We are a commune of inquiring, skeptical, politically centrist, capitalist, anglophile, traditionalist New England Yankee humans, humanoids, and animals with many interests beyond and above politics. Each of us has had a high-school education (or GED), but all had ADD so didn't pay attention very well, especially the dogs. Each one of us does "try my best to be just like I am," and none of us enjoys working for others, including for Maggie, from whom we receive neither a nickel nor a dime. Freedom from nags, cranks, government, do-gooders, control-freaks and idiots is all that we ask for.
30 people for dinner uses one heck of a lot of appetizer plates, gumbo bowls, dinner plates and dessert plates, serving trays, pots and pans, utensils, wine glasses, linens, etc. It's our family tradition to leave it all out overnight so everything sticks hard to them, then take on the challenge in the morning. However, every last bit is cleaned up now. In keeping with the times, we did the whole thing without any servants/helpers. I am happy to have a left-over mountain of cheese grits. I can live on that stuff.
Well, we are blessed with wonderful friends. And, by the way, I need to mention that the person who "offered to bring desserts" last night is not only a fine lady and a talented pastry chef - but also an avid hunter and shooter. I was afraid she might try to pull a Cheney on me someday in a pheasant field if I didn't add that important detail.
Seen at the bird feeder this morning: A fine male Eastern Towhee (image). One wouldn't think it, but they are technically large sparrows. Early migrant, or over-wintering? They are indeed less common in New England than they used to be, for unknown reasons. They are woodland birds, and our eastern woodlands have been expanding as New England agriculture becomes less profitable.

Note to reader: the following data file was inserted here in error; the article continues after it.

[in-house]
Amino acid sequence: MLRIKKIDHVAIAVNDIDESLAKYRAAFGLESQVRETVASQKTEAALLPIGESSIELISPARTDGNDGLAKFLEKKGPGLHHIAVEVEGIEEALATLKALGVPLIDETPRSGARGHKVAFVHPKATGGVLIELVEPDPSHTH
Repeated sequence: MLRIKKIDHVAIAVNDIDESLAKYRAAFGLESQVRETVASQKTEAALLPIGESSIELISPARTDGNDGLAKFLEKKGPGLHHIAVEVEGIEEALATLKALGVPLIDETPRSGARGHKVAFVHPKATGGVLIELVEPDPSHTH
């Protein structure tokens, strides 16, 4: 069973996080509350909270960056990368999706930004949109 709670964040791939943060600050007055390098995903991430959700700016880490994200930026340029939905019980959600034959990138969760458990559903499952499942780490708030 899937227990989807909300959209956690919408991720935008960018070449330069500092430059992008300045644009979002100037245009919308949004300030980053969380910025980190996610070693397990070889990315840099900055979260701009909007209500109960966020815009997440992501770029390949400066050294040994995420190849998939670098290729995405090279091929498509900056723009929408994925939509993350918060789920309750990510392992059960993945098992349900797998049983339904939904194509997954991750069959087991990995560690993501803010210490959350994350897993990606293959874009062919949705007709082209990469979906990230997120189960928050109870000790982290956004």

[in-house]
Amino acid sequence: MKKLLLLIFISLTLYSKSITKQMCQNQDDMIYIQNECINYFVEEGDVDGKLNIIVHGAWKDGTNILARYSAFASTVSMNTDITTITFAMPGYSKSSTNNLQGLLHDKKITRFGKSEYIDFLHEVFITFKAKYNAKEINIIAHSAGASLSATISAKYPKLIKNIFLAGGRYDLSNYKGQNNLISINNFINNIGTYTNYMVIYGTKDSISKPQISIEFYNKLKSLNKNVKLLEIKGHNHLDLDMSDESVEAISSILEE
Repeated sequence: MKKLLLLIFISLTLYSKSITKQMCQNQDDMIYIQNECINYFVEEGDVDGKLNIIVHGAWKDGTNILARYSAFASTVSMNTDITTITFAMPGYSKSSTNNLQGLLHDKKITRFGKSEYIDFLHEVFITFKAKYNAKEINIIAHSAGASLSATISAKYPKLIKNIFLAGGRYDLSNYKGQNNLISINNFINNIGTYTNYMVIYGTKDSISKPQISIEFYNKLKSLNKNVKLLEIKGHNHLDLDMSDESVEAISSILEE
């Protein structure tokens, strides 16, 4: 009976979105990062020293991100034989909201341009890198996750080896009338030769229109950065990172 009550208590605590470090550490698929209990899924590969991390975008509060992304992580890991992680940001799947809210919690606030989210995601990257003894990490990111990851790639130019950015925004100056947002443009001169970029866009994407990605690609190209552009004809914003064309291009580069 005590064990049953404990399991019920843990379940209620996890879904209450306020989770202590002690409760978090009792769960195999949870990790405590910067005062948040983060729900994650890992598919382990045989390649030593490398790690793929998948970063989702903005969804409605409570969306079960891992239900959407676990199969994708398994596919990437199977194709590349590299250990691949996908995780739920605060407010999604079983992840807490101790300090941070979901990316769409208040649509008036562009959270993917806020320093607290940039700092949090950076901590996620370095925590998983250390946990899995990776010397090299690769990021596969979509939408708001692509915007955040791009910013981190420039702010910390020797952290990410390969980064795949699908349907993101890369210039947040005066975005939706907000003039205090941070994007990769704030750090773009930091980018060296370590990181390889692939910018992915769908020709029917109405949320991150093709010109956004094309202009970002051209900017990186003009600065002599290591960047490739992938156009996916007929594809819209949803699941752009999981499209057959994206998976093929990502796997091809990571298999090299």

Folks, we are not going to rebuild our economy by vilifying public U.S. corporations that are operating businesses in "tax havens," even tiny little islands in the Caribbean. The relatively new accounting rules around corporate tax (known as "Fin 48" to the cognoscenti) wrap corporate taxes up in the same intensive audit review as other financial reporting. Sure, there will be the occasional case of fraud, but the top U.S. corporations (and even much smaller ones) now have vast internal audit staffs that blow the whistle on any attempt -- which now cannot come from the "top" -- actually to evade taxes. No, if you want to stimulate economic activity in the United States, massively reduce the corporate tax. At least make us competitive with, say, France, which any corporation would prefer to the United States as a location for its profits.
A new progressive's guide to action, from The Nation. Good grief. These folks live in the 1930s.
It's not your great-great-great-great grandfather's Bank Medici
I was on a Southwest Airlines flight once when the flight attendent was explaining what to do in the case of a "water landing". She then joked "Yeah right. Actually, there is no such thing as a water landing. If we crash into the water..." After seeing the video, I now know she was wrong. This excellent pilot and his crew made a water landing.